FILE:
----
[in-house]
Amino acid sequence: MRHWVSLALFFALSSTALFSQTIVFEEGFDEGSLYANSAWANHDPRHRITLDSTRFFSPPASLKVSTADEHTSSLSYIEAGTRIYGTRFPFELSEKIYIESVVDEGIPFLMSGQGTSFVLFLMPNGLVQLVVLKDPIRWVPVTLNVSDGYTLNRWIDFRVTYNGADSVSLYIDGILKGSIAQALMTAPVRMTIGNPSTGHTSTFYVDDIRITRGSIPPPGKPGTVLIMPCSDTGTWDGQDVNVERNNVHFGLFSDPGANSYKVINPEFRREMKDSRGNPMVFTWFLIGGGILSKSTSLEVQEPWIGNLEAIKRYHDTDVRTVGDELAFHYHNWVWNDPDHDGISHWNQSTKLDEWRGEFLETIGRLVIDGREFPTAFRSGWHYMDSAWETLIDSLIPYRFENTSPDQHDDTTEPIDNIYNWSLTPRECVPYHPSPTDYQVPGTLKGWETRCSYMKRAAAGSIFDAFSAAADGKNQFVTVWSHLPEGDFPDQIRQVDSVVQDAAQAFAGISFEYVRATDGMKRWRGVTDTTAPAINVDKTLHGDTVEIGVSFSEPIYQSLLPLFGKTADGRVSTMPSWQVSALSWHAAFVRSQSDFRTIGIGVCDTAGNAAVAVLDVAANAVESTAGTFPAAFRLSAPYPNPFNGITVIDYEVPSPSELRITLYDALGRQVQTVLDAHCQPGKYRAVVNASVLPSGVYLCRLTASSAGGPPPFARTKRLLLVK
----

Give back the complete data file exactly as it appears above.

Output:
[in-house]
Amino acid sequence: MRHWVSLALFFALSSTALFSQTIVFEEGFDEGSLYANSAWANHDPRHRITLDSTRFFSPPASLKVSTADEHTSSLSYIEAGTRIYGTRFPFELSEKIYIESVVDEGIPFLMSGQGTSFVLFLMPNGLVQLVVLKDPIRWVPVTLNVSDGYTLNRWIDFRVTYNGADSVSLYIDGILKGSIAQALMTAPVRMTIGNPSTGHTSTFYVDDIRITRGSIPPPGKPGTVLIMPCSDTGTWDGQDVNVERNNVHFGLFSDPGANSYKVINPEFRREMKDSRGNPMVFTWFLIGGGILSKSTSLEVQEPWIGNLEAIKRYHDTDVRTVGDELAFHYHNWVWNDPDHDGISHWNQSTKLDEWRGEFLETIGRLVIDGREFPTAFRSGWHYMDSAWETLIDSLIPYRFENTSPDQHDDTTEPIDNIYNWSLTPRECVPYHPSPTDYQVPGTLKGWETRCSYMKRAAAGSIFDAFSAAADGKNQFVTVWSHLPEGDFPDQIRQVDSVVQDAAQAFAGISFEYVRATDGMKRWRGVTDTTAPAINVDKTLHGDTVEIGVSFSEPIYQSLLPLFGKTADGRVSTMPSWQVSALSWHAAFVRSQSDFRTIGIGVCDTAGNAAVAVLDVAANAVESTAGTFPAAFRLSAPYPNPFNGITVIDYEVPSPSELRITLYDALGRQVQTVLDAHCQPGKYRAVVNASVLPSGVYLCRLTASSAGGPPPFARTKRLLLVK